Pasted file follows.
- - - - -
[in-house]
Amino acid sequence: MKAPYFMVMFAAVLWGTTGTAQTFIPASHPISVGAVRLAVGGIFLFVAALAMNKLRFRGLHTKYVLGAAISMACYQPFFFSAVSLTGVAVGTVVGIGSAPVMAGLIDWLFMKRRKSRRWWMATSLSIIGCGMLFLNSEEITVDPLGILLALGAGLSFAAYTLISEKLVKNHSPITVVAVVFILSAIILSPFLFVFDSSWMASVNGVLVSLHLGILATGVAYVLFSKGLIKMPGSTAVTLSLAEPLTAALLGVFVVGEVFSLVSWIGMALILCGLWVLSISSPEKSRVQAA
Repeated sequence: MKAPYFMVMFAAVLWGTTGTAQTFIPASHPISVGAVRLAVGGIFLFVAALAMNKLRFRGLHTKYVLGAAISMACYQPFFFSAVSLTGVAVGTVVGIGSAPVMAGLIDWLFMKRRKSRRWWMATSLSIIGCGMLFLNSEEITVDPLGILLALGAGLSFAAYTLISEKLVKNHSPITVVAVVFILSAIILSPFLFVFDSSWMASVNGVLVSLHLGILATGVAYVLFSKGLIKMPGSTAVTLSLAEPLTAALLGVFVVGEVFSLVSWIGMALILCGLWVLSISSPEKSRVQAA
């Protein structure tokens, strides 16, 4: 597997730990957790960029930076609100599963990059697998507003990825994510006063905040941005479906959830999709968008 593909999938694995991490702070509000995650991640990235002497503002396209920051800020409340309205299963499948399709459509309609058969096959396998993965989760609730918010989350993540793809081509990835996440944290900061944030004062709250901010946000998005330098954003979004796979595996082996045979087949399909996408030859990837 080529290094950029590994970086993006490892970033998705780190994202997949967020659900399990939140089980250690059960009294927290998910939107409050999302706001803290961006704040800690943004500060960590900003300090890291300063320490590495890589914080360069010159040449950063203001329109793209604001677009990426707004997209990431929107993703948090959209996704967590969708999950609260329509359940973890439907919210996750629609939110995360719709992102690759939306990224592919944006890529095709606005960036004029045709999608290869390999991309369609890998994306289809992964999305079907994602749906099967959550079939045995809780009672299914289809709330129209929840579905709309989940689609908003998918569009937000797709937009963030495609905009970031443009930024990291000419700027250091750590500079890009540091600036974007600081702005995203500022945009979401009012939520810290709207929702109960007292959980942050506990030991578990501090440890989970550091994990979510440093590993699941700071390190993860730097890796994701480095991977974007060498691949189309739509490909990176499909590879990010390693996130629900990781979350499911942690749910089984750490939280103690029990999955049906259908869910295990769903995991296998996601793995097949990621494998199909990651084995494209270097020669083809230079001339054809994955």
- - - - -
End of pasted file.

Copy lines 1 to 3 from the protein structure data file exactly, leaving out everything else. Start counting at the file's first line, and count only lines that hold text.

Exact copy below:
[in-house]
Amino acid sequence: MKAPYFMVMFAAVLWGTTGTAQTFIPASHPISVGAVRLAVGGIFLFVAALAMNKLRFRGLHTKYVLGAAISMACYQPFFFSAVSLTGVAVGTVVGIGSAPVMAGLIDWLFMKRRKSRRWWMATSLSIIGCGMLFLNSEEITVDPLGILLALGAGLSFAAYTLISEKLVKNHSPITVVAVVFILSAIILSPFLFVFDSSWMASVNGVLVSLHLGILATGVAYVLFSKGLIKMPGSTAVTLSLAEPLTAALLGVFVVGEVFSLVSWIGMALILCGLWVLSISSPEKSRVQAA
Repeated sequence: MKAPYFMVMFAAVLWGTTGTAQTFIPASHPISVGAVRLAVGGIFLFVAALAMNKLRFRGLHTKYVLGAAISMACYQPFFFSAVSLTGVAVGTVVGIGSAPVMAGLIDWLFMKRRKSRRWWMATSLSIIGCGMLFLNSEEITVDPLGILLALGAGLSFAAYTLISEKLVKNHSPITVVAVVFILSAIILSPFLFVFDSSWMASVNGVLVSLHLGILATGVAYVLFSKGLIKMPGSTAVTLSLAEPLTAALLGVFVVGEVFSLVSWIGMALILCGLWVLSISSPEKSRVQAA